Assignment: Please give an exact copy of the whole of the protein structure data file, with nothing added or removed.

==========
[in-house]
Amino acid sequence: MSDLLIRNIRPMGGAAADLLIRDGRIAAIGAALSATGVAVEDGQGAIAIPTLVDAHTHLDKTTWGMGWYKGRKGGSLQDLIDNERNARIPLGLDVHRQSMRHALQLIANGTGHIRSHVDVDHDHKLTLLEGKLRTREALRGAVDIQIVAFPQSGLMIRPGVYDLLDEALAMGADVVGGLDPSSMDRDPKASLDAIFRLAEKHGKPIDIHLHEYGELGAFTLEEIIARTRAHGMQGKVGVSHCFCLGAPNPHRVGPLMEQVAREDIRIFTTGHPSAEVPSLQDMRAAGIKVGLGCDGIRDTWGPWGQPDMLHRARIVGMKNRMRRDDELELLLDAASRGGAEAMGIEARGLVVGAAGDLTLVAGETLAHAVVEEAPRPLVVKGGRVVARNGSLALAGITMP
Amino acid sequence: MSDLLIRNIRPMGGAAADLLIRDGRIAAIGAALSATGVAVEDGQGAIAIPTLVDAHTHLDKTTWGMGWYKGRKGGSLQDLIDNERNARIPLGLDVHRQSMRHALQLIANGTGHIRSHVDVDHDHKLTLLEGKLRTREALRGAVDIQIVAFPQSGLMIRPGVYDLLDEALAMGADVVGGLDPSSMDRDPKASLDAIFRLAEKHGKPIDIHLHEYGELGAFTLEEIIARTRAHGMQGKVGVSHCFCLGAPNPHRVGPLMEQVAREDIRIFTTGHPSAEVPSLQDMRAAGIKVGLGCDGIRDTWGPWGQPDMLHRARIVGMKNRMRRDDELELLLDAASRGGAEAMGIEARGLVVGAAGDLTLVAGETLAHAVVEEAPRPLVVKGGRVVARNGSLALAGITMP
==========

[in-house]
Amino acid sequence: MSDLLIRNIRPMGGAAADLLIRDGRIAAIGAALSATGVAVEDGQGAIAIPTLVDAHTHLDKTTWGMGWYKGRKGGSLQDLIDNERNARIPLGLDVHRQSMRHALQLIANGTGHIRSHVDVDHDHKLTLLEGKLRTREALRGAVDIQIVAFPQSGLMIRPGVYDLLDEALAMGADVVGGLDPSSMDRDPKASLDAIFRLAEKHGKPIDIHLHEYGELGAFTLEEIIARTRAHGMQGKVGVSHCFCLGAPNPHRVGPLMEQVAREDIRIFTTGHPSAEVPSLQDMRAAGIKVGLGCDGIRDTWGPWGQPDMLHRARIVGMKNRMRRDDELELLLDAASRGGAEAMGIEARGLVVGAAGDLTLVAGETLAHAVVEEAPRPLVVKGGRVVARNGSLALAGITMP
Amino acid sequence: MSDLLIRNIRPMGGAAADLLIRDGRIAAIGAALSATGVAVEDGQGAIAIPTLVDAHTHLDKTTWGMGWYKGRKGGSLQDLIDNERNARIPLGLDVHRQSMRHALQLIANGTGHIRSHVDVDHDHKLTLLEGKLRTREALRGAVDIQIVAFPQSGLMIRPGVYDLLDEALAMGADVVGGLDPSSMDRDPKASLDAIFRLAEKHGKPIDIHLHEYGELGAFTLEEIIARTRAHGMQGKVGVSHCFCLGAPNPHRVGPLMEQVAREDIRIFTTGHPSAEVPSLQDMRAAGIKVGLGCDGIRDTWGPWGQPDMLHRARIVGMKNRMRRDDELELLLDAASRGGAEAMGIEARGLVVGAAGDLTLVAGETLAHAVVEEAPRPLVVKGGRVVARNGSLALAGITMP